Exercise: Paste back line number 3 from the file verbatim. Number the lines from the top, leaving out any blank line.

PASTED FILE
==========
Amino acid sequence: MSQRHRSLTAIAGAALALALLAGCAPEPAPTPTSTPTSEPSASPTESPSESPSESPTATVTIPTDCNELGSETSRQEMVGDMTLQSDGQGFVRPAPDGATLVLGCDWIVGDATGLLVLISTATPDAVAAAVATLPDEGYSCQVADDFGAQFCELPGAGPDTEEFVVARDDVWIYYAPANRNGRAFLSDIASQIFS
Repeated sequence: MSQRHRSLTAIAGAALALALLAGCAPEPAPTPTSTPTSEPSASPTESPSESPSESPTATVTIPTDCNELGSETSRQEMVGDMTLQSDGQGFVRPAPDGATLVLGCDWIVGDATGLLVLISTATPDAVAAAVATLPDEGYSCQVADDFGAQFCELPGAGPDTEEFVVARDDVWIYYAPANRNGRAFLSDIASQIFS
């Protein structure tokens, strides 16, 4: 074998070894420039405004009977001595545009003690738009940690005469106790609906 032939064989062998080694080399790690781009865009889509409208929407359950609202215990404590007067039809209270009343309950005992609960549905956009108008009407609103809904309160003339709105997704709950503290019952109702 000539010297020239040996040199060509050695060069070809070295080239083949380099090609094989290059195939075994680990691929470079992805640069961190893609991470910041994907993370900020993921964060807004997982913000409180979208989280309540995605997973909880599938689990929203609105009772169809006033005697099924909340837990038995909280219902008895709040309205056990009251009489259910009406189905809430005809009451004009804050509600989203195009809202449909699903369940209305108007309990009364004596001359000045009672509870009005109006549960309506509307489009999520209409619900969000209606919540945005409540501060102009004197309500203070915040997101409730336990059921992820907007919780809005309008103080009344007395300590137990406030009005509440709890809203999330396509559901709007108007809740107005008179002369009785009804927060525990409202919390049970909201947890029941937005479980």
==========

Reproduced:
């Protein structure tokens, strides 16, 4: 074998070894420039405004009977001595545009003690738009940690005469106790609906 032939064989062998080694080399790690781009865009889509409208929407359950609202215990404590007067039809209270009343309950005992609960549905956009108008009407609103809904309160003339709105997704709950503290019952109702 000539010297020239040996040199060509050695060069070809070295080239083949380099090609094989290059195939075994680990691929470079992805640069961190893609991470910041994907993370900020993921964060807004997982913000409180979208989280309540995605997973909880599938689990929203609105009772169809006033005697099924909340837990038995909280219902008895709040309205056990009251009489259910009406189905809430005809009451004009804050509600989203195009809202449909699903369940209305108007309990009364004596001359000045009672509870009005109006549960309506509307489009999520209409619900969000209606919540945005409540501060102009004197309500203070915040997101409730336990059921992820907007919780809005309008103080009344007395300590137990406030009005509440709890809203999330396509559901709007108007809740107005008179002369009785009804927060525990409202919390049970909201947890029941937005479980």